Based in Wroclaw, Poland, the Centre for Systems Solutions is a group of systems scientists who design and run scenario exercises for government stakeholders. Using systems science principles, their work has been used by government to inform policy on environmental management, organisational change, sustainable change and social justice.
The Centre’s most successful work to date is a large-scale systems management scenario entitled Lords of the Valley.
The team began by constructing a systems model of a river system in Hungary. This model became the framework for the development of a large-scale game simulating the complex challenges of managing such ecological systems.
Lords of the Valley involves up to 50 participants, and takes place over the course of 1-2 days. At the centre of the game is a large visual map of the river valley, representing features such as the elevation of the water at different points. This map changes over the course of the game to reflect the choices and actions of the players.
Players are assigned to different groups, each of which represents a stakeholder community of the river system. These roles include farms, banks, water boards, local development office, local government and an environmental NGO. Each group has different affordances: some can buy and sell land, some can loan money, some can make rules, some have no direct powers but can influence other groups.
The players interact in their different groups, assessing information and making choices about what to do. Their decisions are implemented by the facilitators, who run the software model simulation and reflect the results in the visual map.
There are ecological principles underpinning the game and the systems model, but the real intention of Lords of the Valley is to convey some general principles about managing complex systems and dealing with diverse stakeholders.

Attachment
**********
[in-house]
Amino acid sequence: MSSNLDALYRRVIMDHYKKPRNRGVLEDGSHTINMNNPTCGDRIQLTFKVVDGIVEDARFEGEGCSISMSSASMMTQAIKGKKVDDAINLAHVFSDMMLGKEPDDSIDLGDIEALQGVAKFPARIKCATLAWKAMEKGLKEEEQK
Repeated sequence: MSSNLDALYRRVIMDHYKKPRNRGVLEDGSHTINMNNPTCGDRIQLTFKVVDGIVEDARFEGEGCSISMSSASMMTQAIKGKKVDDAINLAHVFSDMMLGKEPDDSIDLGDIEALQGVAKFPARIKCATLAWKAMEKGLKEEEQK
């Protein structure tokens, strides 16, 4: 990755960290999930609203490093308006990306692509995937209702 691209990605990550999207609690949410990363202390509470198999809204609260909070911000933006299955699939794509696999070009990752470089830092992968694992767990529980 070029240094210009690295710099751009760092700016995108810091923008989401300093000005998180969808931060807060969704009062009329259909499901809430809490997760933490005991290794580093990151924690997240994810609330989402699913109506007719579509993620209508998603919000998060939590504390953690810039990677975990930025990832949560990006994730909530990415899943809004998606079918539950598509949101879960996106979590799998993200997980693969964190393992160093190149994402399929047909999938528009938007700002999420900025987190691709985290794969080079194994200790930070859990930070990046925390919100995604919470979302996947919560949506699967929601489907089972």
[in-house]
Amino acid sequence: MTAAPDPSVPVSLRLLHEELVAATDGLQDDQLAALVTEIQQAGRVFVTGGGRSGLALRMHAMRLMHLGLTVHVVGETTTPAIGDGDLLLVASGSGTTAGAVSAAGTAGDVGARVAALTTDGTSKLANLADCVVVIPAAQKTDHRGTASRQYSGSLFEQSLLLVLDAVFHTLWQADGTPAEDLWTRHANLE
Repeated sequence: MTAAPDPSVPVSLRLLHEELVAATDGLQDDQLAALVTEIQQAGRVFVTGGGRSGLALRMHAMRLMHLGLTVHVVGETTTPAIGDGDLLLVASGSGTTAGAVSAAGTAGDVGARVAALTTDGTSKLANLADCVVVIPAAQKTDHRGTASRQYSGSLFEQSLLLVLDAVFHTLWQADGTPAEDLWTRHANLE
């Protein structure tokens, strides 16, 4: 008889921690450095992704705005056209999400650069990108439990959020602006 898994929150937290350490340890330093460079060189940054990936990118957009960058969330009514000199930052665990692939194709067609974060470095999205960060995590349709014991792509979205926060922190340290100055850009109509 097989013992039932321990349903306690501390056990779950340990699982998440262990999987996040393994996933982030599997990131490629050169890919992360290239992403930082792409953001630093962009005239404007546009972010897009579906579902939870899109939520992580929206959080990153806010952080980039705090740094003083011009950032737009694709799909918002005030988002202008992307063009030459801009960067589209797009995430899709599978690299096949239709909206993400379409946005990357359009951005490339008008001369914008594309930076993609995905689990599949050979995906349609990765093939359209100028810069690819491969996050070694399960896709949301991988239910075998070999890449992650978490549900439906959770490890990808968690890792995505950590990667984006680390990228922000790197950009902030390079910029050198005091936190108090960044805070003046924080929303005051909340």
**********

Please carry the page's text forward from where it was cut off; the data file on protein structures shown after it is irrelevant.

Interactions between groups are carefully structured, with only a few participants able to interact at any time. This is a key feature of the game, reflecting the frequently limited communication between different stakeholder groups in real-life ecosystems.
One of the most critical components of Lords of the Valley is the facilitated debriefing discussion, which can be as long as the game itself. During the debrief, players are asked to explain their goals, the strategies they used to achieve them, and to assess their success. Throughout the game there are facilitators observing everyone’s play. During the debrief they will contribute their observations and present people with quotes from their own play.
The debriefing aims to illuminate some of the key principles behind the scenario, lessons from systems thinking which the designers hope to encourage in real-life management practices. These principles include:
- Involve the relevant stakeholders in planning
- Explore the situation before jumping in
- Share available information
- Define the problem you are hoping to solve
- Identify and search for missing information
- Generate alternative hypotheses
The wide-ranging application of Lords of the Valley is an indication of the relevance of these principles, and the broad appeal of the setting.
The success of the game also highlights the critical value of discussion and debrief – the game itself is a valuable prompt, but it is incomplete without a means of sharing and unpacking the ideas it contains.